Painswick

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The French are born Cartesian. We are told to repeat “je pense donc je suis” from the moment we look like a peanut in the womb and educated to ignore anything that is not hard science, except astrology since we are also sticklers for exceptions. When I arrived in Painswick on a hot day (by British standards anyway), my Cartesian side deserted me and my immediate impression was that I had been transported into a cursed fairy tale.

Don’t get me wrong, this little Gloucester town is absolutely stunning but there was no one outside, really no one, pas un chat as we say over the pond and I suddenly knew what it must feel like to be an archaeologist discovering a forgotten but intact ancient city. Painswick is nicknamed the Queen of the Cotswolds but in this instance, it looked more like Sleeping Beauty waiting to be woken up by Prince Charming and I am a frog, hence the fairy tale spin.

As I walked through the deserted streets, I couldn’t help noticing how homogeneous and harmonious Painswick looks like. Virtually all houses in the centre are built in Cotswold stone and everything looks as it would have centuries ago. I don’t know where all the inhabitants had disappeared to. They were perhaps keeping cool behind their sturdy walls (well it was almost 21° out there) or as I mentioned before, a curse had transformed them all in invisible elves and fairies.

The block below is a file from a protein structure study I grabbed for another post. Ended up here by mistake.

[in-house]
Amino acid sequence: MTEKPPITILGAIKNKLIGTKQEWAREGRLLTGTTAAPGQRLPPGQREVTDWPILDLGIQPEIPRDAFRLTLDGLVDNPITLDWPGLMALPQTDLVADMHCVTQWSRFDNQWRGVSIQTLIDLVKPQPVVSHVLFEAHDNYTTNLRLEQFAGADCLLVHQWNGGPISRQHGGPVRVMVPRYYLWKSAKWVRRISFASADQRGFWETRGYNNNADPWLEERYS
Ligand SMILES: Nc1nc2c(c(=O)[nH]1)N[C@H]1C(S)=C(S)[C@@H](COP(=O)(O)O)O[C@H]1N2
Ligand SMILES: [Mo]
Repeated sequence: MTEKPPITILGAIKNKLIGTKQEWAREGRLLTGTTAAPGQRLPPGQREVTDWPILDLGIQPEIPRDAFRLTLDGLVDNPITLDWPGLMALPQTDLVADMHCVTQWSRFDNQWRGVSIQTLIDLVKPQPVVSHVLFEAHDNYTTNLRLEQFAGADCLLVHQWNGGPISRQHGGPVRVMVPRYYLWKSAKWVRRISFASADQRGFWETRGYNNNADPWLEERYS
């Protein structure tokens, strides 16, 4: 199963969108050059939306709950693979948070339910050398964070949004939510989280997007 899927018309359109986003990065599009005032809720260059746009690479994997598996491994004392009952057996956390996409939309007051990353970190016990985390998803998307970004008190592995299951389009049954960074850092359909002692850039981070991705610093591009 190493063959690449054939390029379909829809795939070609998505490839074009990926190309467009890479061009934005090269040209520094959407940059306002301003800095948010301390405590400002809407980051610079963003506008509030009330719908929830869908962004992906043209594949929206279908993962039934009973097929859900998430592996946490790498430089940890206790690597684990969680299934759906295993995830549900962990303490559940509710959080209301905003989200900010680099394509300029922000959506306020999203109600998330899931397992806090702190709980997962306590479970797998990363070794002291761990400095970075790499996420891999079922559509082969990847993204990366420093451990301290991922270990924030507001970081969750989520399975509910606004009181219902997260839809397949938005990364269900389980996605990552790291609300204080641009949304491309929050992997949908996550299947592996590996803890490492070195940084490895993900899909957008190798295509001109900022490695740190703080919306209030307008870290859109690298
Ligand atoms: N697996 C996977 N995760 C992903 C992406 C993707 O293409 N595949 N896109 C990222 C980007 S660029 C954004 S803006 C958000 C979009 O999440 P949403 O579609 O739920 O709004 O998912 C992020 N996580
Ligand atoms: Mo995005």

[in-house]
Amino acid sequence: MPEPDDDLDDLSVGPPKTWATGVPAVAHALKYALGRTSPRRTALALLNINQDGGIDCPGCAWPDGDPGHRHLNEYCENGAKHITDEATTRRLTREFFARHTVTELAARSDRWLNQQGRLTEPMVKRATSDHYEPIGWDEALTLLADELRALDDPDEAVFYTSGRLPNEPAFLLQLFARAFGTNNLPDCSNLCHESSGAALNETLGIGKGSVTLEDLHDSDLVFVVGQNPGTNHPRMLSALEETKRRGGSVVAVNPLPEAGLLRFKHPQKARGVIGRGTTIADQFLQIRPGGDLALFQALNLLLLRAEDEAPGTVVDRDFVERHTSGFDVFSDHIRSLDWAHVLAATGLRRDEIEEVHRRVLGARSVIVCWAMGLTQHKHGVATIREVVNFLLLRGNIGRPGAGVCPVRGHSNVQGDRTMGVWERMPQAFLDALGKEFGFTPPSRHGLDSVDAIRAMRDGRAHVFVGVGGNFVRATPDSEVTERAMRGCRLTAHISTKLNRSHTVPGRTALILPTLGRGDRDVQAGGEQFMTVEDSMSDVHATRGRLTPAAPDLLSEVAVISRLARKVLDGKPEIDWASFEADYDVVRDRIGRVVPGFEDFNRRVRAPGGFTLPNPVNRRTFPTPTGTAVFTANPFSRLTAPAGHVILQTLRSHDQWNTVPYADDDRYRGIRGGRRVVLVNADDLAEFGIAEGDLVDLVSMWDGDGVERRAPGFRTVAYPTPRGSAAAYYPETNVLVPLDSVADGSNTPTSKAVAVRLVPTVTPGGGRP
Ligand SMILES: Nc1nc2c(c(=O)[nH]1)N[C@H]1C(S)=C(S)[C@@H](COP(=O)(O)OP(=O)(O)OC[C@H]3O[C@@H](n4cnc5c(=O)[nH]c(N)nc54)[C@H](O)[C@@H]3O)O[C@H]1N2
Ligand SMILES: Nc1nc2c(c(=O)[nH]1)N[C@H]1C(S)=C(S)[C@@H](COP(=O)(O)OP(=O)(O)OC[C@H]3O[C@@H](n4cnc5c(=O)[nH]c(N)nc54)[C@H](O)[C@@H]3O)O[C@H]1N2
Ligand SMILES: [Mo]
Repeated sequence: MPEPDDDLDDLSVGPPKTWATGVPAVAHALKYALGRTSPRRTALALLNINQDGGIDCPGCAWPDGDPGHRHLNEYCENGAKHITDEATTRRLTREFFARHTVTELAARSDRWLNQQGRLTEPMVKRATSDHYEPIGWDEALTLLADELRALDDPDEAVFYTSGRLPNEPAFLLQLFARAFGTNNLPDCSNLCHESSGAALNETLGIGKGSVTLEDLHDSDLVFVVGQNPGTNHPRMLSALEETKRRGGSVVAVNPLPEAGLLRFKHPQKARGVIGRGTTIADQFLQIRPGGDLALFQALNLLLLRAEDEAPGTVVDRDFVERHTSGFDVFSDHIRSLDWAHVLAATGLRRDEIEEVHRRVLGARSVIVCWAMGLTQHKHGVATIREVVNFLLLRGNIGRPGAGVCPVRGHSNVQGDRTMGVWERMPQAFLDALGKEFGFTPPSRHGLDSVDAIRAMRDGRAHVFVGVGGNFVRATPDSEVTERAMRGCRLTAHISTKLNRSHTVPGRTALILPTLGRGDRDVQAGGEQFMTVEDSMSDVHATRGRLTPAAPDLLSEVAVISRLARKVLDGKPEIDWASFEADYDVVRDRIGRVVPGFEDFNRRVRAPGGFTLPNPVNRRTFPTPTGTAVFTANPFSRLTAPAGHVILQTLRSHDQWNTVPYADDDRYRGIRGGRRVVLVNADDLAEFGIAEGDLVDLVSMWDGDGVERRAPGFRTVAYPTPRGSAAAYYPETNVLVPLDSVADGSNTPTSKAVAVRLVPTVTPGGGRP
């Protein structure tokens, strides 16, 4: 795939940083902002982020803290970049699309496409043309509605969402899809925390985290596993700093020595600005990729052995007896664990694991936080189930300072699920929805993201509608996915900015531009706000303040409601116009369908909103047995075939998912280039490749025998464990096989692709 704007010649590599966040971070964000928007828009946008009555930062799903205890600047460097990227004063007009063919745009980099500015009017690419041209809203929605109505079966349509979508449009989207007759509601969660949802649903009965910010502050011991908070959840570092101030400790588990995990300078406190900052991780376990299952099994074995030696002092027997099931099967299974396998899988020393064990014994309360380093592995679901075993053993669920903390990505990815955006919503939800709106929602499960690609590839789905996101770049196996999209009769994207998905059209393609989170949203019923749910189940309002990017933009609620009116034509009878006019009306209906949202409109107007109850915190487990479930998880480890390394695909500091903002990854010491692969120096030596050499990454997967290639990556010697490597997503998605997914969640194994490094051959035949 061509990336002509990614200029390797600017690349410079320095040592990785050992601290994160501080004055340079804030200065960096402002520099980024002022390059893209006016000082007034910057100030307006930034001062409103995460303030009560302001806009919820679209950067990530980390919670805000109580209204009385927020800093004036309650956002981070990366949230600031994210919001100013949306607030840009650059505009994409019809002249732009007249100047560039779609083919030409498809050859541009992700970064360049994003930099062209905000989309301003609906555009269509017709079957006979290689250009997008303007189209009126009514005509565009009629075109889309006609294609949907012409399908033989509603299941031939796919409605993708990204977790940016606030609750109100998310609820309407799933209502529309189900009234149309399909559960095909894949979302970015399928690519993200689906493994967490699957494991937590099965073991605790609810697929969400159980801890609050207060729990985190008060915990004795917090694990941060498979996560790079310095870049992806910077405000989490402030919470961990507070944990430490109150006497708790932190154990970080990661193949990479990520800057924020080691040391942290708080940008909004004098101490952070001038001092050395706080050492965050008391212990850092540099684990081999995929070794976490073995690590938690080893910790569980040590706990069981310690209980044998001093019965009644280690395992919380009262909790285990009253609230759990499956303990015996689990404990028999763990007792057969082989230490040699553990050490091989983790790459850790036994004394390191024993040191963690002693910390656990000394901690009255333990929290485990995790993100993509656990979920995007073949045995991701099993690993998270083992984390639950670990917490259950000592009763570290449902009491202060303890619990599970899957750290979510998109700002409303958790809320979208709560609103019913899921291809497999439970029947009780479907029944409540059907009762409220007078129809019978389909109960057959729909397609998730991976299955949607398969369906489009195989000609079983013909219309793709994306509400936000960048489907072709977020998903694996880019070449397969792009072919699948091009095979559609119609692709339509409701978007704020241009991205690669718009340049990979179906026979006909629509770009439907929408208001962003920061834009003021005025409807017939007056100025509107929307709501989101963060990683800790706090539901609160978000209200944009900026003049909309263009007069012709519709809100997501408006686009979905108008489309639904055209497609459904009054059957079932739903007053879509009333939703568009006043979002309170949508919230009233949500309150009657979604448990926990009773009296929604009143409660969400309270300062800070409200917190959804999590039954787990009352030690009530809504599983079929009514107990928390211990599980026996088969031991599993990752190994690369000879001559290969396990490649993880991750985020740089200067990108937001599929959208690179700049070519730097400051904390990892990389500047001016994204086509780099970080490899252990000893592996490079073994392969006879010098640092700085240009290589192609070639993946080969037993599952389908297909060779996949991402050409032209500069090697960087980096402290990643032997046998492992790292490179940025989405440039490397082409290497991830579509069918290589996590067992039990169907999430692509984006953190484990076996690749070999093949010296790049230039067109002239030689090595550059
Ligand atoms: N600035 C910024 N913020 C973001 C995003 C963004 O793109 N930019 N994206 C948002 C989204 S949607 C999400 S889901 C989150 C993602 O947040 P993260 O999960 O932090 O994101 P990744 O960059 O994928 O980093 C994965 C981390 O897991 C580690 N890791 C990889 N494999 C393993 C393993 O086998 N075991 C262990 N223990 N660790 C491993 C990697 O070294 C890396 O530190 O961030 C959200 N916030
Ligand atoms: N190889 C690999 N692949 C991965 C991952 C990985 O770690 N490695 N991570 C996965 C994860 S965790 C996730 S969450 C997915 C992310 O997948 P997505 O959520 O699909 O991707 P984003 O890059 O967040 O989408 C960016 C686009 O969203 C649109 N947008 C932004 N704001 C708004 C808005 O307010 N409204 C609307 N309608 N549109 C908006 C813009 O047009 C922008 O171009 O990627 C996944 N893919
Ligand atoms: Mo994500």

Wandering through the streets was both a pleasurable experience and a slightly unsettling one. Everything was picture perfect in a calm before the storm kind of way. I didn’t spend a long time there, feeling as an intruder disturbing the quiet and the stillness.

Eventually Painswick has left its mark in my mind as one of the most harmonised Cotswold town I’ve seen, with every house complementing the other to offer a coordinated architectural ensemble. In my fairy tale, such a Sleeping Beauty should never be awoken as it already looks happy ever after.

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